Finance Finance News How investing in coal could save the environment. Yes, really
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How investing in coal could save the environment. Yes, really

I miner handling a lump of coal.
Creating a more environmentally friendly economy will be achieved "through companies reducing their emissions rather than investors reducing their exposure" Photo: Getty
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Fossil fuel investors are rushing for the exits at unprecedented rates, but a growing number of industry leaders say staying invested may save the planet.

On Wednesday the world’s largest fund manager, BlackRock, announced plans to sell some of its coal stocks.

The company – which manages $US7 trillion ($10 trillion) in assets – will sell shares held by its managed funds if they rely on thermal coal for more than 25 per cent of their profits.

The unexpected decision is part of a broader move to become more sustainable according to BlackRock CEO Laurence Fink, who cautioned climate change presents a major risk to business.

But Fiona Reynolds, the chief executive of the United Nations’ international Principles of Responsible Investment (UNPRI) network, said BlackRock will do more good through the coal stocks it still owns.

Speaking to The New Daily, Ms Reynolds said divestment from fossil fuels is one of two avenues investors can use to become more sustainable.

In many cases, she said, it’s also the less effective of the two.

That’s because selling stocks in a company simply allows someone else to buy them, and that new buyer may care more about profits than the planet.

Instead of washing their hands of responsibility for unsustainable businesses, Ms Reynolds said investors – especially large-scale institutional ones like BlackRock – have an opportunity to lead change by voting against boards of directors.

If I just sell my stock to you, you might not really care about these issues, and I haven’t really done anything to bring down emissions in the world because I’ve just sold them,” she said.

“If you can bring about change instead, then you are genuinely reducing the emissions going into the atmosphere.”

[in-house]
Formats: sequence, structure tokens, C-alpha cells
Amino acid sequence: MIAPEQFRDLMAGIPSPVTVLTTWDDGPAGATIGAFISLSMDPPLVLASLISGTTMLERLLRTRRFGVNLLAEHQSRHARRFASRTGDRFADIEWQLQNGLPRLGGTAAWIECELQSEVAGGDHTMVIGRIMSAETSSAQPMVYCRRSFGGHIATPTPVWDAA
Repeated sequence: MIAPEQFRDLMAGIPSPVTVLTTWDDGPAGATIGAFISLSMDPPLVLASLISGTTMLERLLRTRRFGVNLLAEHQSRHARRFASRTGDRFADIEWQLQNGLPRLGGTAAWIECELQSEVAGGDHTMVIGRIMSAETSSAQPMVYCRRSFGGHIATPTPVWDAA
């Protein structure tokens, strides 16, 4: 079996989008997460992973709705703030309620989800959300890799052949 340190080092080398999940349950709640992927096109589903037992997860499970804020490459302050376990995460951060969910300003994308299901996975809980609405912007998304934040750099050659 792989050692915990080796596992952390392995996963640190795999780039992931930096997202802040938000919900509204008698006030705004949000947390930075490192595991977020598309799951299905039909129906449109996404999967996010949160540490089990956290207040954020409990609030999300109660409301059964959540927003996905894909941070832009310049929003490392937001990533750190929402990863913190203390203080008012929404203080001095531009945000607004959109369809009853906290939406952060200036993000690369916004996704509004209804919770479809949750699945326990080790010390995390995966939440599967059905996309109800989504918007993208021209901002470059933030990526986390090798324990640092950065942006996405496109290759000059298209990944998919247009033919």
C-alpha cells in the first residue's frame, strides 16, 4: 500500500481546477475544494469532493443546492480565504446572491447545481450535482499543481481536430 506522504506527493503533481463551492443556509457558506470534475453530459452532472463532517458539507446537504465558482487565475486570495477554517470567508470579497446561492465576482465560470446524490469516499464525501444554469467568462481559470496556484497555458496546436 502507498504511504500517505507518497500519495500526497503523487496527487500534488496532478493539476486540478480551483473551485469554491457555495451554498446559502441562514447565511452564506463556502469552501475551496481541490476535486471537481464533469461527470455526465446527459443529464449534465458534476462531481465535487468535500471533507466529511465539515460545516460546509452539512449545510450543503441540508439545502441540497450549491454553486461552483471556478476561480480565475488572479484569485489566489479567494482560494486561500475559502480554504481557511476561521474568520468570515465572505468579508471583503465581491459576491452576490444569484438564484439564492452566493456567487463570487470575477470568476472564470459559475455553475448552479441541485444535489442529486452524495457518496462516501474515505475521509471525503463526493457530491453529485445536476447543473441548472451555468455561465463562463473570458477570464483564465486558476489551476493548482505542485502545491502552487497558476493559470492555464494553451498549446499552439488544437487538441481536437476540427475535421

And that’s exactly what Mr Fink said BlackRock will start doing – something Ms Reynolds said Australian businesses need consider.

I think this sends a very strong signal,” she said.

“This is important for Australia as an economy, because it says institutional investors are having less and less confidence in coal and aren’t seeing it as an energy source for the future.”

Super funds leading the charge

Australia’s superannuation sector manages almost $3 trillion, and holds almost 50 per cent of shares listed in the ASX 200 stock market index.

Many of the larger industry funds have already started using their voting power to push for change, Ms Reynolds said.

The strategy has proven successful – pressure from super funds prompted mining firm Glencore to introduce a cap on its thermal coal production in March 2019.

Engagement won’t always work, however, and UNPRI’s Ms Reynolds said divestment may be the best course of action sometimes.

This is especially true in cases where a business makes all its profit through the manufacture or sale of controversial goods.

For example, a mining company that only produces coal can’t be expected to transform into a new business entirely, and divestment is likely necessary.

‘Influence requires a seat at the table’

David Atkin, the outgoing chief executive of construction industry super fund Cbus, said super funds are worried that unsustainable companies will hurt members’ savings.

“Super funds are long-term investors, and climate is a significant long-term investment risk,”told The New Daily.

“We don’t want companies in our portfolio who refuse to adapt. We think they’re going to lose us money, not make us money.”

But the path to a more sustainable economy is “through companies reducing their emissions, rather than investors reducing their exposure”.

“Influence requires a seat at the table,” he said.

“Divestment doesn’t reduce emissions, but in divesting you sacrifice the influence you have on companies producing those emissions.”

Regulator APRA has even even said climate change poses a risk to retirement savings, and is cautioning super funds to consider the impact it will have on members.

Australian Institute of Superannuation Trustees chief executive Eva Scheerlinck said many funds are choosing to respond to this through engagement, rather than divestment.

“Funds recognise the importance of having a voice at the table and working with companies and alongside other like-minded investors to deliver meaningful change,” she said.

“Change that delivers more sustainable, long-term practices in companies that require transition to the new, post-climate change economy.”

The New Daily is owned by Industry Super Holdings

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